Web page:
3 Div. 333.
November 28, 1918.
Appeal from Circuit Court, Montgomery County; Leon McCord, Judge.
John R. Tyson, of Montgomery, for appellant.
Hill, Hill, Whiting Stern, J. R. Thomas, and W. P. McGaugh, all of Montgomery, for appellee.
Every reasonable intendment, not contradicted by the face of the pleadings, will be made in favor of the jurisdiction of the circuit court. Hence a plea in abatement to the jurisdiction must allege facts which exclude every condition under which jurisdiction may be lawfully exercised by that court. Willard v. Zehr, 215 Ill. 148, 155, 74 N.E. 107; Moore v. Morris, 142 Ind. 354, 355, 41 N.E. 796; Cavin v. Hill, 83 Tex. 73, 18 S.W. 323. The authorities seem to go even further than this, and to require also that the true jurisdiction be affirmatively laid in the proper court. Fields v. Walker, 23 Ala. 155, 163; S.-S. S. I. Co. v. Milbra, 173 Ala. 658, 55 So. 890; Guaranty Co. v. National Bank, 95 Va. 480, 486, 28 S.E. 909; Neville v. Shortridge, 146 Cal. 277, 79 P. 972.
Here the complaint shows only that the injury occurred in Tampa, Fla., and that defendant is a corporation.
The pleas in abatement show, in addition, that plaintiff was and is a resident of Autauga county, Ala., and not of Montgomery county where his suit is brought.
The conclusion asserted by the pleas is that for an injury done in another state by a corporation, whether foreign or domestic, such corporation must be sued "in the county where the plaintiff resides," by virtue of section 6112 of the Code. That section, however, authorizes suit against a corporation, foreign or domestic, "in any county in which it does business by agent," except that it must be brought in the county of the plaintiff's residence, if the defendant corporation does business by agent in that county. Very clearly, if the corporation does not do business in the county where the plaintiff resides, the limitation fails, and the general authority to sue in any county where the corporation does business by agent, as provided by the first clause of the statute, remains unimpaired.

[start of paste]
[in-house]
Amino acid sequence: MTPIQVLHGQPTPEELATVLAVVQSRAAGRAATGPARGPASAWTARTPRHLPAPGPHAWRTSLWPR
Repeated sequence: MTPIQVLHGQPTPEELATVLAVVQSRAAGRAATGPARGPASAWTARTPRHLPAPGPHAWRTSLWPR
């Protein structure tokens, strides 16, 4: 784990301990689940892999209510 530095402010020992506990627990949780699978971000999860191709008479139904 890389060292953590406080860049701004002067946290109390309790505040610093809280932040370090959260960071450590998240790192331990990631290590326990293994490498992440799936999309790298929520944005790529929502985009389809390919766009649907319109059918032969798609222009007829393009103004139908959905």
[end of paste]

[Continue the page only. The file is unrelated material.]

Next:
The pleas in abatement are fatally defective in failing to show affirmatively that the defendant, at the time of suit filed, was doing business by agent in Autauga county, and thereby bringing the case within the restrictive provision of the venue statute here invoked. Several grounds of the demurrer point out this defect, and the demurrer was properly sustained. It is not necessary to discuss other grounds of demurrer and other points of view as argued by counsel.
Under the evidence as shown by the bill of exceptions, the negligence of defendant, and the contributory negligence of plaintiff, and their proximate causation of the injuries suffered by plaintiff, were questions for the jury, and the general affirmative charges requested by defendant were properly refused.
Refused charge 2 asserts the proposition that plaintiff's failure "to look before passing the point at which he was struck by the gate" was, as matter of law, contributory negligence which proximately caused his injury, and bars any recovery therefor. So far as we are advised, the duty imposed by law upon those who cross railroad tracks to seasonably stop, look, and listen, has reference only to the avoidance of danger from passing trains or engines; nor does the learned counsel for appellant cite any authority to the contrary. A person who crosses railroad tracks guarded by a gate, while passing along the streets of a city, may assume that the way is safe until he is warned to the contrary, either by a gong or other device, or by seeing the gate descend in front of him; and he may assume that it will not be lowered while he is in the act of passing through. The test of his duty is the exercise by him of ordinary care not to expose himself to danger, and whether he was in the exercise of ordinary care in not looking for danger was a question of fact for the jury.
This view is in accord with the decisions of the various courts in applying the doctrine of due care by travelers in passing through such gates. Smith v. Atl. City R. Co., 66 N.J. Law, 307, 49 A. 547; McLellan v. N.C. R. R. Co., 155 N.C. 1, 70 S.E. 1066, 33 L.R.A. (N.S.) 988; Sager v. Atchison, etc., Ry. Co., 70 Kan. 504, 79 P. 132.